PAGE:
The short stories in A Guide to Being Born by Ramona Ausubel are like a collection of emotions. From the story of a freight ship full of grandmothers in denial of their own demise, to the story of a young girl who believes her unborn child is actually a mythical creature, Ausubel is able to capture raw emotion while telling impossible stories. The stories are fantasies, dreams, and harsh realities, and yet they are not unbelievable. The characters themselves are complex. They relate feelings that connect to a deep human experience, but no one would ever share. For this reason, even though these stories are uncomfortable and fantastical, we want to believe them if only so these characters can continue on their journey.
The title itself is representative of the complexity of the stories. A Guide to Being Born is not merely about birth itself, but the various rebirths that one experiences throughout life and even after death. In “The Ages,” Ausubel juxtaposes the beginning of life with the ending of life, shown through the eyes of an unnamed girl and boy. They see their future in their elderly neighbors and are both fascinated and horrified. Ausuble does not provide answers to their questions because the pair is essentially trying to understand the meaning of life itself. Instead, she leaves the reader—the true girl or boy—with even more questions about their own life.
Femininity also plays a strong part in this collection. Specifically, the presence of women as bearers of life and the connections that women share. In “Poppyseed,” Roger and Laura have a daughter named Poppy who is handicapped from the neck down and nearly brain dead. Poppy’s doctor recommends that she have a procedure to make it impossible for Poppy to have children in order to spare her puberty and possible sexual assault. Laura, Poppy’s mother, has visions of running away with Poppy and sparing her this surgery. She talks to her frequently and writes letters to her, even though Poppy cannot respond and barely looks at Laura. To Laura, making Poppy barren means giving up their connection as women. Also, it means giving up on the idea that Poppy will ever be normal. In this story, Ausubel expertly captures the connection that mothers and daughters share. Laura is just a mother searching for a connection with her daughter; she loves her completely even though Poppy is incapable of returning that love. Roger also loves Poppy and even pays another girl close to Poppy’s age to explain to him what it’s like to be a little girl. He wants normality and love from his daughter, yet taking care of Poppy is like continually taking care of a baby. Laura and Roger could give up or go crazy, but they press onward. Not necessarily because they are brave or selfless, but because they are parents who love and care for their child. Poppy is not their chore, but their blessing.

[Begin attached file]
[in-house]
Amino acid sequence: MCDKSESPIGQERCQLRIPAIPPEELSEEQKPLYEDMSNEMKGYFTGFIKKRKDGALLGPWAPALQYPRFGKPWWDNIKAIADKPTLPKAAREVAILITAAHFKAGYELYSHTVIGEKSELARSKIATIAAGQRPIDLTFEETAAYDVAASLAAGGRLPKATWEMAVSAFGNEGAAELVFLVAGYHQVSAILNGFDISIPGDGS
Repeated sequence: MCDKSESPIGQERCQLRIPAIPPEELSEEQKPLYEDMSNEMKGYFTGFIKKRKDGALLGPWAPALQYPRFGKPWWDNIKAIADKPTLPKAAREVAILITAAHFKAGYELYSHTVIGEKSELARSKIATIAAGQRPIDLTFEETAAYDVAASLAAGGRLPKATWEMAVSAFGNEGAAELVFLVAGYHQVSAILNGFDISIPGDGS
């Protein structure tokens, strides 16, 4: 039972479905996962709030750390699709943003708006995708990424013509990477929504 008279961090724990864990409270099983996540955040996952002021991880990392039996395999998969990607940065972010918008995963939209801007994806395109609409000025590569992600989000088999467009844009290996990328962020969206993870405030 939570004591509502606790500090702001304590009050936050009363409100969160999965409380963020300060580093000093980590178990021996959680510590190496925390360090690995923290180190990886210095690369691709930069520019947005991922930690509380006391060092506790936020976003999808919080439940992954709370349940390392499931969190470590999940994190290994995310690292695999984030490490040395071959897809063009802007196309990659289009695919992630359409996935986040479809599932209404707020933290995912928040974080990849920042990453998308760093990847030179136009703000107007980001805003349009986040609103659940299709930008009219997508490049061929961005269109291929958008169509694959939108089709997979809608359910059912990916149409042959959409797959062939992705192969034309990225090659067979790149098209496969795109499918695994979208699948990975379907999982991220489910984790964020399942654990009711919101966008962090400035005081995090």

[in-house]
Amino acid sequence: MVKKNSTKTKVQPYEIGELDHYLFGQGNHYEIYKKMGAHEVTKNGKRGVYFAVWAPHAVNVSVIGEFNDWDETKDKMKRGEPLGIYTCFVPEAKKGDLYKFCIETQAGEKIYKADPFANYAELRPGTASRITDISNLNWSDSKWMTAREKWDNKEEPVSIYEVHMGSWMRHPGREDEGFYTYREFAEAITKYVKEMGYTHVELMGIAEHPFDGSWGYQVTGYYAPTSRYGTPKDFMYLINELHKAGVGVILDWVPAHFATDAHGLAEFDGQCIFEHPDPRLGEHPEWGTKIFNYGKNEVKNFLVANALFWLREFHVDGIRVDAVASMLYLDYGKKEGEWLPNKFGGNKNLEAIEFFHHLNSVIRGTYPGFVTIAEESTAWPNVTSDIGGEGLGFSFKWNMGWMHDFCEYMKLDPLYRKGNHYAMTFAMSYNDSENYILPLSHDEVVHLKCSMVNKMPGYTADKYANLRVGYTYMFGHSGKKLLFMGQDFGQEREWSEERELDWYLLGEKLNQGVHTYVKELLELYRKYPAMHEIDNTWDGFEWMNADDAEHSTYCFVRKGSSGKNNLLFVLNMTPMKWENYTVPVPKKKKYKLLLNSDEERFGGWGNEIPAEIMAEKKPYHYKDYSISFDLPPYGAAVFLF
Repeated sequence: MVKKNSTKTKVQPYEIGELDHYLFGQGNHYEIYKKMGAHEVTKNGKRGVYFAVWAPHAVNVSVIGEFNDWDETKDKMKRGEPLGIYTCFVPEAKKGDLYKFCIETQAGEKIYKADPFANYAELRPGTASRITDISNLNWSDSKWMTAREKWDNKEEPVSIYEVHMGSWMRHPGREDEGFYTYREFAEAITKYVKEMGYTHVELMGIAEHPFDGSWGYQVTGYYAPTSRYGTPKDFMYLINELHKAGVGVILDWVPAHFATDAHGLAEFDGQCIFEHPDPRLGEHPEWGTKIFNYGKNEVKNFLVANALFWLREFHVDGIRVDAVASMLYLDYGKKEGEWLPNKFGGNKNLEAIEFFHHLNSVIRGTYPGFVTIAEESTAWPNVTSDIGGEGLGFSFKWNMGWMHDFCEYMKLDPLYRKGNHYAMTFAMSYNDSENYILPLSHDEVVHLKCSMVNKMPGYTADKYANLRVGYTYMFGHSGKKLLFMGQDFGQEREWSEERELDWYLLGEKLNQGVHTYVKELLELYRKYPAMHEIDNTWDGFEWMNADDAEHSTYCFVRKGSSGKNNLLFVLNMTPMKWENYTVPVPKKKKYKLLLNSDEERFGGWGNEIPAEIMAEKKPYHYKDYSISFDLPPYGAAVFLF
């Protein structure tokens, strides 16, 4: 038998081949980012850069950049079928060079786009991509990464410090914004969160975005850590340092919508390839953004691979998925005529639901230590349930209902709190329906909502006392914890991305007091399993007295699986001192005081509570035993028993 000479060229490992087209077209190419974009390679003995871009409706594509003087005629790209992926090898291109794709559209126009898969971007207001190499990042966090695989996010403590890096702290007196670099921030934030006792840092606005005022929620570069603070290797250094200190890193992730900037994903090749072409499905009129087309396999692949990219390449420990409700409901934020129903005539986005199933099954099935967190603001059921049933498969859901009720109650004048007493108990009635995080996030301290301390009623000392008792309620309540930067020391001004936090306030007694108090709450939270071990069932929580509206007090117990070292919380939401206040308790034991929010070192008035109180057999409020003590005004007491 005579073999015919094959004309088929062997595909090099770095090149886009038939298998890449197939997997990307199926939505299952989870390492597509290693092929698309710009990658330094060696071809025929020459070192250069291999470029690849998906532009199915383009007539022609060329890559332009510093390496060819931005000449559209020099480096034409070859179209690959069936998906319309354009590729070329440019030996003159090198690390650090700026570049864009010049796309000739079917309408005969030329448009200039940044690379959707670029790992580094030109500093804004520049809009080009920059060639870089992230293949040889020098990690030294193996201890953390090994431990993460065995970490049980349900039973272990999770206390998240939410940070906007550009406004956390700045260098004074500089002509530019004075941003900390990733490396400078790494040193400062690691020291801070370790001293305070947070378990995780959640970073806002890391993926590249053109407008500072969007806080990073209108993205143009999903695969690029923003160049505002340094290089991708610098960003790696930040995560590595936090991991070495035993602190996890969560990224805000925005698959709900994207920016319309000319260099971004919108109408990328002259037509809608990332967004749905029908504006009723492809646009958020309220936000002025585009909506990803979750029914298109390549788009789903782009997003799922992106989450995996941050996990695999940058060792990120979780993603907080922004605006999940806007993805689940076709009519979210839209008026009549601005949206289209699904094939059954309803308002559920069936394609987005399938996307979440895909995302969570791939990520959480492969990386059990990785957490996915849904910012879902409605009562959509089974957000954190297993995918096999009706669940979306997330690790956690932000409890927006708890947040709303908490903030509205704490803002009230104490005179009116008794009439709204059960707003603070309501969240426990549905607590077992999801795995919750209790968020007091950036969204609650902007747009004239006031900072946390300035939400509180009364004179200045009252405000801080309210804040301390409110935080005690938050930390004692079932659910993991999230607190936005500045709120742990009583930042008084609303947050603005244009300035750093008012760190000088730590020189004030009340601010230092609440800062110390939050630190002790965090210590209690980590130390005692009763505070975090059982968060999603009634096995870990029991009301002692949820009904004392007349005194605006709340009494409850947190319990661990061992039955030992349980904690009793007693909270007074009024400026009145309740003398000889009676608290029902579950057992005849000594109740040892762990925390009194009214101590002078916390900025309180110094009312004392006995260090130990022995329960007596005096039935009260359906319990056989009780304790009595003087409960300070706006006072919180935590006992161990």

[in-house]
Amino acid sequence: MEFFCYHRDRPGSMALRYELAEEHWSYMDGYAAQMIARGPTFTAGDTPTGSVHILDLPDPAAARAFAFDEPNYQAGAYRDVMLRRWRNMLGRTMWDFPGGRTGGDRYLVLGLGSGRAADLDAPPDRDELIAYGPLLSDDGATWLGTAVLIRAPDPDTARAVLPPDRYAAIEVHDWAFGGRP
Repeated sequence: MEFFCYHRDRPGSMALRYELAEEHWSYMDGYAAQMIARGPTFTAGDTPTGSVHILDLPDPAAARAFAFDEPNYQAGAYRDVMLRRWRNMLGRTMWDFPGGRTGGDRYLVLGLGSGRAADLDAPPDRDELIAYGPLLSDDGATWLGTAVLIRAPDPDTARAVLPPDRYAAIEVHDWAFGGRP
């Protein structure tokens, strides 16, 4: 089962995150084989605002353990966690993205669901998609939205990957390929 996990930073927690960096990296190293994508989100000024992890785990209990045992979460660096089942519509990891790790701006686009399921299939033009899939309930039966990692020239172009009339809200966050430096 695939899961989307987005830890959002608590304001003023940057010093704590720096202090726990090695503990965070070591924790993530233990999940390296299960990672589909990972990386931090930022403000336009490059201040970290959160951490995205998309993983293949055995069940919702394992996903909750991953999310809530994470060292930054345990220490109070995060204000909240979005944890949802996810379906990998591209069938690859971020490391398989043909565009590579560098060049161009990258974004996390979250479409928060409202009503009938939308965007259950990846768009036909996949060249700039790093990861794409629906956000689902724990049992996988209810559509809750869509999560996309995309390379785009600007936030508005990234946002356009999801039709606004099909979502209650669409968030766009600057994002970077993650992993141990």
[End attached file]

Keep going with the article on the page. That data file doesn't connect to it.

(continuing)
In “The Ages,” and some of Ausubel’s other stories, she inserts the reader into the story and plays out a realistic scenario. In others, she portrays unbelievable scenarios in order to help us question what we think is real and how we love. In “Chest of Drawers,” Ben finds that a set of drawers have appeared on his chest. Rather than being horrified by this, Ben is excited. His wife, Annie, even grows to love the drawers. He eventually places items in these little drawers: baby dolls, scraps of paper, and a yellow plastic magnet. Annie is pregnant and Ben felt an absence within his own body before the drawers appeared. Ausubel seems to be playing with the idea that men can cultivate life too. This story is very odd, but one can’t help but feel happy for Ben—he truly loves his wife and has now found his own way to nest.
The link between playfulness and love is what brings Ausubel’s stories alive. No matter how odd the story or the characters, Ausubel is able to connect the reader to the humanity within. She also questions preconceived notions in society, like why can’t men nest? Or, is death really the end, or a continuous journey? Though her stories never answer these questions, Ausubel juxtaposes the discontinuity of life with the love of humanity, which allows the reader to feel comfort even in the midst of the weirdness. Through her unconventional approach, Ausubel captures the search for love and connection that we all seek.
Ramona Ausubel is the author of No One is Here Except All of Us (2012), winner of the PEN Center USA Literary Award for Fiction, and the VCU First Novelist Award. Her work has appeared in The New Yorker, Electric Literature, FiveChapters, Green Mountains Review, Slice, and online in The Paris Review. Ausubel has been a finalist for the Puschart Prize, among others. She holds an MFA from the University of California, Irvine where she won the Glenn Shaeffer Award in Fiction and served as editor of Faultline Journal of Art & Literature. Ausubel has taught and lectured at the University of California, Irvine, the Bread Loaf Writer’s Conference, Pitzer College, and the University of California, Santa Barbara. She is currently a faculty member of the Low-Residency MFA program at the Institute of American Indian Arts. Ausubel is currently at work on a new novel and a new collection of stories.